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What is Asperger's Syndrome?
Posted on Monday, November 05 @ 13:47:26 EST by
WrongPlanet Tips Asperger syndrome is an autism spectrum disorder, a group of conditions that include autism and other disorders with similar symptoms, such as problems with language and communication, and repetitive or restrictive patterns of thoughts and behavior.

People with Asperger syndrome have autism-like problems in areas of social interaction and communication, but have normal intelligence and verbal skills. Asperger syndrome is usually thought to be the mildest of the autism spectrum disorders.

Table of Contents (click to jump to sections)

What is Asperger syndrome?
Why is it called Asperger syndrome?
What are some common signs or symptoms?
What causes AS? Is it genetic?
How is it diagnosed?
Are there treatments available?
Do children with AS get better? What happens when they become adults?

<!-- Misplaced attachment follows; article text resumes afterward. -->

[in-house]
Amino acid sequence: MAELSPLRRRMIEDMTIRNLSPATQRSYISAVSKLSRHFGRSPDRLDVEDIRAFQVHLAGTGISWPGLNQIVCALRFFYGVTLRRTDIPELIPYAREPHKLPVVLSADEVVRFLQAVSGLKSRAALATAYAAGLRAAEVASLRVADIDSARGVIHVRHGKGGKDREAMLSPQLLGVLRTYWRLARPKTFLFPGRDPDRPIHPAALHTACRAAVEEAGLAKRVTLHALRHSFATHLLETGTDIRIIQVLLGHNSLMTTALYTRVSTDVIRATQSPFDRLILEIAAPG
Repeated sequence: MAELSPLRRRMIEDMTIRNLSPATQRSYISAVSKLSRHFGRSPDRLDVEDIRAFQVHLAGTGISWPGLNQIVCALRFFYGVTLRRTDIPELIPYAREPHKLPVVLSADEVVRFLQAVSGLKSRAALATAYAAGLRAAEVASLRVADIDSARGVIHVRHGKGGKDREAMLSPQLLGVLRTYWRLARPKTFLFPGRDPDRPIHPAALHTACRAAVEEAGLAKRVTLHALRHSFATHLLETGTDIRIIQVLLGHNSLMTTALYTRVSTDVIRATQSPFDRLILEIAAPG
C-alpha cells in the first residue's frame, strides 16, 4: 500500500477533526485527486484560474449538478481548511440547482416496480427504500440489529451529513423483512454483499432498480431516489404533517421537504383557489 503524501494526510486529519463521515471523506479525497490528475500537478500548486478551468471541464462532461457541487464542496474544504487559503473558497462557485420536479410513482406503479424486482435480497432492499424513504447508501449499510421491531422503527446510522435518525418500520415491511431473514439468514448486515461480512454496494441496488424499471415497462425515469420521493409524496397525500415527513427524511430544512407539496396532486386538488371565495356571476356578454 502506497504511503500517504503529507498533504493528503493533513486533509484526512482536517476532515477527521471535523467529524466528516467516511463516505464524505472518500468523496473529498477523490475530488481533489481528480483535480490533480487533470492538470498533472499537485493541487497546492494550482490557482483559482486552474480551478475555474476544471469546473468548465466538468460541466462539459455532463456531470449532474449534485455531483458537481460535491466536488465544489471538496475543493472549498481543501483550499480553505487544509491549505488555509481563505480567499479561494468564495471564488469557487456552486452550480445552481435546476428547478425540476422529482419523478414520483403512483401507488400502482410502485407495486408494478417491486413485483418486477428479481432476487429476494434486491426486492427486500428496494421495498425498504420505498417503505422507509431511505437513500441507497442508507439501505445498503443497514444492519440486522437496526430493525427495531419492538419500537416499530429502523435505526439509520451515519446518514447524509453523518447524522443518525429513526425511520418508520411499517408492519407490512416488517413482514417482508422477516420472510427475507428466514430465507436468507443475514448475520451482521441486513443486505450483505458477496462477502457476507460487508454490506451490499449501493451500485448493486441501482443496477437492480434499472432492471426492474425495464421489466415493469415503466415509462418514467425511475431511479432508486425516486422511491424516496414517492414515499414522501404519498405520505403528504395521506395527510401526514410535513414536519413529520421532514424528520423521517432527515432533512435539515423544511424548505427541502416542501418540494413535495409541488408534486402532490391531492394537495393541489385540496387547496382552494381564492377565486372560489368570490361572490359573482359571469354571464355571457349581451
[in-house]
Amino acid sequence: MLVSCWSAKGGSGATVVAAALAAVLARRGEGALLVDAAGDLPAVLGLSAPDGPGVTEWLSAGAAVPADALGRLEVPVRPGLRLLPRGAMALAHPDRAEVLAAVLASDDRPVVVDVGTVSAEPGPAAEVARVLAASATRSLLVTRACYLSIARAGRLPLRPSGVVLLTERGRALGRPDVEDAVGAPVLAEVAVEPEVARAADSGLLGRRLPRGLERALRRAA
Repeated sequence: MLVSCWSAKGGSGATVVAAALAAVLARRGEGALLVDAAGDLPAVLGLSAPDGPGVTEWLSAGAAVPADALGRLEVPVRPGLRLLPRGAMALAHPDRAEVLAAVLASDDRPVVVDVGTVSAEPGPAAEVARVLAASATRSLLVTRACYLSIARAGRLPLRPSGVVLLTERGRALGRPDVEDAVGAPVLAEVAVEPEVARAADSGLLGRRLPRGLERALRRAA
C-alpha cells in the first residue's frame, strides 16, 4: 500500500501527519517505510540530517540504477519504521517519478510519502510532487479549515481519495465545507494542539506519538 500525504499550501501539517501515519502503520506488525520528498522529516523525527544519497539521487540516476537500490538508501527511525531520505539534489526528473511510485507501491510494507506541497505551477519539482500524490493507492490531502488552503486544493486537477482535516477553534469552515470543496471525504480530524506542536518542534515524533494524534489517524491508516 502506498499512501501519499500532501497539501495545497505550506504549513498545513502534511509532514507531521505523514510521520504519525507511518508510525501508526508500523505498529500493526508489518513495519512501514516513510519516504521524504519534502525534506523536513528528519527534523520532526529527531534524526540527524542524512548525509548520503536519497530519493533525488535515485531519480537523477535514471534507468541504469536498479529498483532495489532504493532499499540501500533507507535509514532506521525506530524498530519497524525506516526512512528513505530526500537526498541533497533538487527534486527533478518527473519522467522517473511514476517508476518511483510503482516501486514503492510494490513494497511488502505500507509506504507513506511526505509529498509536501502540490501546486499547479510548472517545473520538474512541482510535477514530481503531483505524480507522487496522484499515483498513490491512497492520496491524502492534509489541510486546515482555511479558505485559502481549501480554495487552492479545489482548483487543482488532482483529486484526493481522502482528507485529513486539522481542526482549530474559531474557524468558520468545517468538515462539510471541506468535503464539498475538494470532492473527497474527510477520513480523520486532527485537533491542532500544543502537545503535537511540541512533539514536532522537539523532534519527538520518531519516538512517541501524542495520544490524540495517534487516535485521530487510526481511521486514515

What research is being done?
Where can I get more information?

What is Asperger syndrome?

Asperger syndrome (AS) is a developmental disorder that is characterized by: 1

limited interests or an unusual preoccupation with a particular subject to the exclusion of other activities

  • repetitive routines or rituals
  • peculiarities in speech and language, such as speaking in an overly formal manner or in a monotone, or taking figures of speech literally
  • socially and emotionally inappropriate behavior and the inability to interact successfully with peers